Kevin: You know, so, there's a ton, you know. How many dentists - some of them aren't going to be mind-blowing, so, a lot of your dentists or students already know, and some might be new to them but, you know, how many dentists have there been in that practice in the last one, two, three years? How many dental assistants do they get to work with, because there's not ... a lot of them will say, you know, two, it might be one, you might have to hit a threshold before you get that second dental assistant. What is the payer mix in that practice? You know, is it HMO, PPO, fee for service? Is it Medicaid? In California, is it Denti-Cal? Not that there's anything wrong with Medicaid, but groups, some groups I see that that is their strategy, that they want to tackle the Medicaid market and they may do that very well. Other groups might have fallen into that recently, because they're doing other things, not necessarily very well so they're kind of grasping at straws as to how to increase their patient flow, so they might open up the gates to Medicaid but it's not necessarily a Medicaid model per se. So, I'd want to know, if it is Medicaid, when did you start accepting it, because if it's more recent than not, you know, that might be kind of a telltale sign. You know, the labs, the suppliers, you know, obviously you're going to see the easy things to see. Their technology, is there a lack of technology? But if there is technology, that can be good but know that you have to use that technology. If a DSO or a group has that technology in the practice, they want you to use it. If you have any problems with that or don't think that's the right restoration a lot of the time, then it might not work out. And a lot of the DSOs that have that technology that I'm talking about, whether it's scanners, whether it's CAD/CAM, whatever it may be, they're pretty upfront and honest on the way in as to what their clinical philosophy is. You know, or what does the schedule look like? The DSOs ... if I was a student, I would never go work in a practice if I didn't get to get a glimpse of what the schedule looks like or if I didn't get to go shadow in that practice. Where I used to work, we used to, you know, we used to challenge students to come in or even younger dentists, dentists, whoever, whether they're more experienced or less experienced, we'd want them to come in and we'd want them to spend time with the doctor that he or she may be working with. If they were going to be solo in a practice, we'd want them to spend time in that practice before working, so they'd have a pretty good indicator of what they're getting involved in. So, the more transparent, the better. There are some DSOs out there that don't want to do that and that's a pretty big red flag if they don't want you to come in and allow you to spend time shadowing the practice.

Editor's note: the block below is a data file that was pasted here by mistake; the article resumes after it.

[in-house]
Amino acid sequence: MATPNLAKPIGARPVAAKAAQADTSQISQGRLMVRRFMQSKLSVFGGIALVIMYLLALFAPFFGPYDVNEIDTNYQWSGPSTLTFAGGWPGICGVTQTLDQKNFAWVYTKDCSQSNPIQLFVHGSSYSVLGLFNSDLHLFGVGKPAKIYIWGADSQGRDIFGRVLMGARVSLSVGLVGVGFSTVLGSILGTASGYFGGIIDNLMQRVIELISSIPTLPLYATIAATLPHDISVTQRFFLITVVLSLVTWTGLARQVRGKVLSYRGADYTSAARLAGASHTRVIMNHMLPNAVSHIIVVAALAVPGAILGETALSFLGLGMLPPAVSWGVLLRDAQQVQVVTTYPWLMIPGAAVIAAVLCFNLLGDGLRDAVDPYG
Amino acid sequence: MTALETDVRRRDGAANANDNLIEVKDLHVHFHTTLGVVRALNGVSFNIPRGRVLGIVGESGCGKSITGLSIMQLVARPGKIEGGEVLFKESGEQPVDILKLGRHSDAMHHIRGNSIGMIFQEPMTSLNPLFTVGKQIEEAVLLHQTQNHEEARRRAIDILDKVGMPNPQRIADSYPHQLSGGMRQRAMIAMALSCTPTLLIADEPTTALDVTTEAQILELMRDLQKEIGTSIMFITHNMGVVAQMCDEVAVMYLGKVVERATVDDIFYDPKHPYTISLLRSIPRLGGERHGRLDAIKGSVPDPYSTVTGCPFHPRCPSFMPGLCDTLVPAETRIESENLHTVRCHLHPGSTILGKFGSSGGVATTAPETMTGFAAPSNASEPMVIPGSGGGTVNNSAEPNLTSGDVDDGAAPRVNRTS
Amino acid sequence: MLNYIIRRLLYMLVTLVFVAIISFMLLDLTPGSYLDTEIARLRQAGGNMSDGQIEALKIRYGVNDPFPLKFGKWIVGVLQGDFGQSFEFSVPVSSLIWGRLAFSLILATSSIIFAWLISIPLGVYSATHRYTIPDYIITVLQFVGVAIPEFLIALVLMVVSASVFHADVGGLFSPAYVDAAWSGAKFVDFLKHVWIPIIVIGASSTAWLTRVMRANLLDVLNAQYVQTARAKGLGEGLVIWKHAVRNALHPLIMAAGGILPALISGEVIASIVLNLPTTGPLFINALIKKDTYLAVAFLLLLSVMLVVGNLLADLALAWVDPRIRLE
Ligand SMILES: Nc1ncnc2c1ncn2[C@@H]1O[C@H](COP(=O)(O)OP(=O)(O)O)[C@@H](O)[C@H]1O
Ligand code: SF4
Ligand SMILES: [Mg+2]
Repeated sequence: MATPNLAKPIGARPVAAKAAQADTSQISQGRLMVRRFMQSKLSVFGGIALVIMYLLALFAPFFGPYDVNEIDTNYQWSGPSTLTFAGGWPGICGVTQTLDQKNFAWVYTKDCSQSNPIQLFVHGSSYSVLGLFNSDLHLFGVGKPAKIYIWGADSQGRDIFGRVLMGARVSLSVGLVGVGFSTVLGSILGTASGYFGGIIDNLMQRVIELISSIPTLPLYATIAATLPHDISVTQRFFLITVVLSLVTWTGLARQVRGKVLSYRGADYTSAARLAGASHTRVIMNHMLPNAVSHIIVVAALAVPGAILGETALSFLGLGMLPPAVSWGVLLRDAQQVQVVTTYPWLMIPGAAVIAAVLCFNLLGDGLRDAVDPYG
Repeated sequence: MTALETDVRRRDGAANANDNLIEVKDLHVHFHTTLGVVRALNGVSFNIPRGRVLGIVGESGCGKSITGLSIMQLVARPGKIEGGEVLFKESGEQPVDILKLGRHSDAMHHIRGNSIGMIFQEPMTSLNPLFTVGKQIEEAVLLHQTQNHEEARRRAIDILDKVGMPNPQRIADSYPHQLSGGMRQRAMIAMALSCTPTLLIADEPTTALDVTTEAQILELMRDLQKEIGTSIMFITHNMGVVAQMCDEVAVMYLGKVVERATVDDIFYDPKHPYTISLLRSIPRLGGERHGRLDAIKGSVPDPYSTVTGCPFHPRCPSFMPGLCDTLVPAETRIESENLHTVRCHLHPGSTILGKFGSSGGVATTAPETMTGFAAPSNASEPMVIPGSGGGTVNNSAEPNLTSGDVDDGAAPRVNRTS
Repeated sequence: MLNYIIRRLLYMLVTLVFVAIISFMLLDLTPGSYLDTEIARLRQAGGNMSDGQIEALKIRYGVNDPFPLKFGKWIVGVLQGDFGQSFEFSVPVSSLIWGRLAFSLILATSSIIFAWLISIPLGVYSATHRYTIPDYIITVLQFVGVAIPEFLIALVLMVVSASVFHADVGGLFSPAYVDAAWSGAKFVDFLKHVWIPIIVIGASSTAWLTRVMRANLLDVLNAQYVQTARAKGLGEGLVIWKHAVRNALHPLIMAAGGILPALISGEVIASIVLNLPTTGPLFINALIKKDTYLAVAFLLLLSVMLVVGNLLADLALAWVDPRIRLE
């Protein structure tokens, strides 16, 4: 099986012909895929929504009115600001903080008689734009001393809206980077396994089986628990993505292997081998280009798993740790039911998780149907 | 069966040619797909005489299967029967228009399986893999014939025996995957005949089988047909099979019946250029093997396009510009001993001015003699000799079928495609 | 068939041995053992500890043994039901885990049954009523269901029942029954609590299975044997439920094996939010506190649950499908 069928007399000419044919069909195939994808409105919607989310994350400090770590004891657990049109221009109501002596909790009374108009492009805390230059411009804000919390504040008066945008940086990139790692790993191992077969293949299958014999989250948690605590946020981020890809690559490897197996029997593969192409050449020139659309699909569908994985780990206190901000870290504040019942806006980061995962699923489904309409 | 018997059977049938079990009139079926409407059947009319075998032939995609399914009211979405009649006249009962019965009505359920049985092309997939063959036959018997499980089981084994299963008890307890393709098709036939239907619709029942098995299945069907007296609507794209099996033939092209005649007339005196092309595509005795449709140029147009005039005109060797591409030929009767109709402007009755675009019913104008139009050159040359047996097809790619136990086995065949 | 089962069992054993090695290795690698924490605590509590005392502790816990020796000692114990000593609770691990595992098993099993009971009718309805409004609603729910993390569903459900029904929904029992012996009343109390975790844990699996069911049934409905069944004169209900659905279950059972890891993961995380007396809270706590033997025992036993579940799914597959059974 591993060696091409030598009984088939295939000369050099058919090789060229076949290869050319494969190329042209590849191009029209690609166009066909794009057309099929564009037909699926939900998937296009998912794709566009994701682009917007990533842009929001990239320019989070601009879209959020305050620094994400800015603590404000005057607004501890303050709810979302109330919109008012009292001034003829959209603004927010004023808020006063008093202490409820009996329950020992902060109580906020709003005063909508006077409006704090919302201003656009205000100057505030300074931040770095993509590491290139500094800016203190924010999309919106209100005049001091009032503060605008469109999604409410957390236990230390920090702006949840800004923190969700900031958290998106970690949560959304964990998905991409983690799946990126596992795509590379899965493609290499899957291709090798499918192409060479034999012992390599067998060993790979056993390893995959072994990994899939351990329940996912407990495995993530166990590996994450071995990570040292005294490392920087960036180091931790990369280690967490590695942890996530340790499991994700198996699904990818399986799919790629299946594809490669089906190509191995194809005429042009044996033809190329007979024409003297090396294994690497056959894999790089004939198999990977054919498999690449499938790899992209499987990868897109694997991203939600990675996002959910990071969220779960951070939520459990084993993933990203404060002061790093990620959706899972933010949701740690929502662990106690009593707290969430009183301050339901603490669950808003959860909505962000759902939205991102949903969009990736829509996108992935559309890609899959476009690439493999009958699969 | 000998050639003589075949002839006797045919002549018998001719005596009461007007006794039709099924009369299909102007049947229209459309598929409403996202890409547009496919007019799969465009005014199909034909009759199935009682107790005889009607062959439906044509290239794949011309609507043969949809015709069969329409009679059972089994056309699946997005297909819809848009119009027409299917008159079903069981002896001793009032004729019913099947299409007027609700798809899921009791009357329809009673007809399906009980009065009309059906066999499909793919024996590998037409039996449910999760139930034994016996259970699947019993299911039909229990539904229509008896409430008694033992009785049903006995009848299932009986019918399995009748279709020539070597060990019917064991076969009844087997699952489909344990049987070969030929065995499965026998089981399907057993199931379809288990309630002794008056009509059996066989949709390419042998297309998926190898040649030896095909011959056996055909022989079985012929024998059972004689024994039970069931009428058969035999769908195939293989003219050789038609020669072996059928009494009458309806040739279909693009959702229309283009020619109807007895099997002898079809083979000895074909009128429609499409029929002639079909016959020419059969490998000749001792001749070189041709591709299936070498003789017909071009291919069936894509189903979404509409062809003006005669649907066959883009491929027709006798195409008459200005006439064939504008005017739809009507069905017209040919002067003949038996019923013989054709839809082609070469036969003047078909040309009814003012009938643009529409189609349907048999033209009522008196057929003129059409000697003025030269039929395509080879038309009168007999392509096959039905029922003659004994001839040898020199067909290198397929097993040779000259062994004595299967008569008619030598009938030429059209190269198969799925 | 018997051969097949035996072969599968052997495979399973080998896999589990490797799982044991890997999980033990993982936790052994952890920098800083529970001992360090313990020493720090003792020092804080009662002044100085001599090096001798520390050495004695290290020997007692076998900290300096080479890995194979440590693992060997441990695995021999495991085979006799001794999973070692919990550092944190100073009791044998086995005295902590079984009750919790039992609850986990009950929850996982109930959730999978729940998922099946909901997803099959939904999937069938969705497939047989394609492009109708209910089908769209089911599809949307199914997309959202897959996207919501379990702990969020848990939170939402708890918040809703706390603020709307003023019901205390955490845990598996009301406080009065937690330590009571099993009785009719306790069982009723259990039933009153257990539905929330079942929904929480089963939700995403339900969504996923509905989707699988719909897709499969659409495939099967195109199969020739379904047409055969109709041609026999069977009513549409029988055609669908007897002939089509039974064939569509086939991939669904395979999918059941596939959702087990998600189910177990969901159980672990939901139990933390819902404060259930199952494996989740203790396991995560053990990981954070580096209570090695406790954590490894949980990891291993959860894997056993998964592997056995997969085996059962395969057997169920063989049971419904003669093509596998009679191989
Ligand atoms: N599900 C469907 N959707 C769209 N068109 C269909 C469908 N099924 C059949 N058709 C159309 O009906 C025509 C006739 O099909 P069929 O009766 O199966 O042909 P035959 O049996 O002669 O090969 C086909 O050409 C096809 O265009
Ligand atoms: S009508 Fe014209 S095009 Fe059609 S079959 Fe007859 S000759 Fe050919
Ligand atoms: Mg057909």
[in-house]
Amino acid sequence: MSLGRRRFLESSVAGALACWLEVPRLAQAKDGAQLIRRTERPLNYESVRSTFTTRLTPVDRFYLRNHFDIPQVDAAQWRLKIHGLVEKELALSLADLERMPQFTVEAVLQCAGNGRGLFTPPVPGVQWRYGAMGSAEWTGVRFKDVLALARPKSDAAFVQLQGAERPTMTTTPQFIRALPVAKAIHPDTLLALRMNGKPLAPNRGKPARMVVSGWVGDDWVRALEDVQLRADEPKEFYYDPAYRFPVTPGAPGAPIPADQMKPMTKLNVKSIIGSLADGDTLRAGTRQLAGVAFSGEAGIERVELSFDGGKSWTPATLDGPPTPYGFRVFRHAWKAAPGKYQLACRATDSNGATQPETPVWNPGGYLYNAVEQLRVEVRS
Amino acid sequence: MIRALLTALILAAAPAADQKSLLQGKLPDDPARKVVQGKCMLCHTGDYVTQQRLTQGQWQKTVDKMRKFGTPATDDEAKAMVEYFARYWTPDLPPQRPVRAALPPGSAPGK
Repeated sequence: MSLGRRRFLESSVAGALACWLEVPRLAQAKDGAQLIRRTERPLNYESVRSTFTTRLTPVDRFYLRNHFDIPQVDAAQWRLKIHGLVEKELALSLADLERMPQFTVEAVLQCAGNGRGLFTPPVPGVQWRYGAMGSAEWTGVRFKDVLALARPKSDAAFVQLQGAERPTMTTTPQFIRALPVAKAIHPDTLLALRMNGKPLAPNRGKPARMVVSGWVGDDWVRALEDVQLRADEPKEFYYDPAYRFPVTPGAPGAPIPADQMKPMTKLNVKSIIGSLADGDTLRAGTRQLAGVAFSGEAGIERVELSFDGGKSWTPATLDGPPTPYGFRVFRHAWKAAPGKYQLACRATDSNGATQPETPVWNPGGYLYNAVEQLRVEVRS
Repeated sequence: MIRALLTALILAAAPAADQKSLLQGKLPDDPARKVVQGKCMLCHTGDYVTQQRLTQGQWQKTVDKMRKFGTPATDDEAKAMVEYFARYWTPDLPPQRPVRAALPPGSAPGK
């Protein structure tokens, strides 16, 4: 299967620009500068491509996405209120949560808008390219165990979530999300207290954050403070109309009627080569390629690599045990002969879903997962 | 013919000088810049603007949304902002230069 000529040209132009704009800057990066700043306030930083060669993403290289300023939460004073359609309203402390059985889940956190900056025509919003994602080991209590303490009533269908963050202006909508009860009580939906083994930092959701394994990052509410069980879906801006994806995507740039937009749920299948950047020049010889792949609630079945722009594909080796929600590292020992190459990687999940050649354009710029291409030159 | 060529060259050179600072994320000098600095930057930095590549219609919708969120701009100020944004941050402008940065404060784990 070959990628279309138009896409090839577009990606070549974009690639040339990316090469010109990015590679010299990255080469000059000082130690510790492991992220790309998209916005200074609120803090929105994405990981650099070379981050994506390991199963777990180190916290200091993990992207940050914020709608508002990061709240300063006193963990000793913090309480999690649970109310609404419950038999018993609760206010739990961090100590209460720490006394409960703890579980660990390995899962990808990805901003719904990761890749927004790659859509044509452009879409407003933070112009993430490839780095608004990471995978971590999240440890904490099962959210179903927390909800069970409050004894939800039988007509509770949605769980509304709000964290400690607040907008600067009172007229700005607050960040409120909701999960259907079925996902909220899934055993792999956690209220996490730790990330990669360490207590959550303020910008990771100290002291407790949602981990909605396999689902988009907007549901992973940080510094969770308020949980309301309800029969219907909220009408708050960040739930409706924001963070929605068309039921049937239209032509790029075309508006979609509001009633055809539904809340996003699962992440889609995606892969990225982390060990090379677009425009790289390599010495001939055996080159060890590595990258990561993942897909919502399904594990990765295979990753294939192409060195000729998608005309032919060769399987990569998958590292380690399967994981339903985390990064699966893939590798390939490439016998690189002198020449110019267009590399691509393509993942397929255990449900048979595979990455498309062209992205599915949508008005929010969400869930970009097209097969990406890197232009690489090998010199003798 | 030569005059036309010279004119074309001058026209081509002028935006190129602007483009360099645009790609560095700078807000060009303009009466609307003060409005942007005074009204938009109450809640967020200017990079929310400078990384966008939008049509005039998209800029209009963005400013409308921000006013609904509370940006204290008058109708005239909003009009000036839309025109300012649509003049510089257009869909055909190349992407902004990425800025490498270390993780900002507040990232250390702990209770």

Howard: Okay, I want to tell you what I hear on the street that just really, really upsets them: Number 1 is labs. Some of them, they have to use one lab and they don't like the lab and it just really gets on them ... I'm doing my job, they're not doing their job. So, if you have to use one lab, that might be a deal-breaker. Number 2, they're always told alone that this contract is non-negotiable, like, look, come on, dude, we have a gazillion offices, this is our boilerplate, take it or leave it. Is that true? Take it or leave it. Or is it negotiable? Because on the same breath of them saying, take it or leave it, you know, these companies are all paying recruiters like you used to be, big bucks to go to find them employee dentists. So, if it's so non-negotiable, then why are they paying headhunters to go find them dentists?
Kevin: So, I'll answer the first part of the question first: the labs and the contract, usually those go hand-in-hand. Yeah, to be honest, I haven't worked ... there are DSOs that want to consolidate it down to one lab. The three DSOs that you mentioned that I work in the beginning, you know, part of why you join a group is to lower your costs and so, by consolidating labs, obviously that's going to do it. But I never worked for a DSO that limited it to one lab. PDS, obviously, they use CAD/CAM, they use CEREC, so they want to ... their clinical philosophy from their owner/doctors is mostly that of CAD/CAM, but even if you wanted to go use a lab, all the DSOs I've worked for, you have multiple choices. You didn't have whatever lab you wanted, but, yeah, that is part of it, but that coincides with the contract talks too. So, to answer your specific question, I worked for a group before that the contract was the contract. Either you can take ... you want this, yay or nay. We're not going ... what might have a little wiggle room for negotiation is the daily comp, that daily guarantee, and that depends on, you know, the market. If you want to go be a dentist in Orange County, Laguna Beach, San Francisco, you know, you're not going to have as much flexibility than if you want to go be a dentist in Bakersfield, California. But then I've worked for other groups where I think that's probably not the norm, where it's a boiler-plate contract and there's no room for negotiation. I've worked for other groups where they do allow for some negotiation. And the labs, sometimes, is a part of that because, you know, that is another thing to look out for. How are they going to pay you? Are you going to be paying lab fees, are you not going to pay lab fees? If you're going to pay your lab fees, I don't really care where you go get your work done. You can go do that if you're going pay your lab fees, but, you know, that's part of what you need to look out for too if you're a student or anyone looking to join a DSO. Are they paying you on collections? Are they paying you on production? Are they paying you on adjusted production? What is the guarantee? How long does it last? Is there a daily draw that after the guarantee goes away if you're not at a certain production number then you have to start almost paying them back? So, there's a lot of things to look for.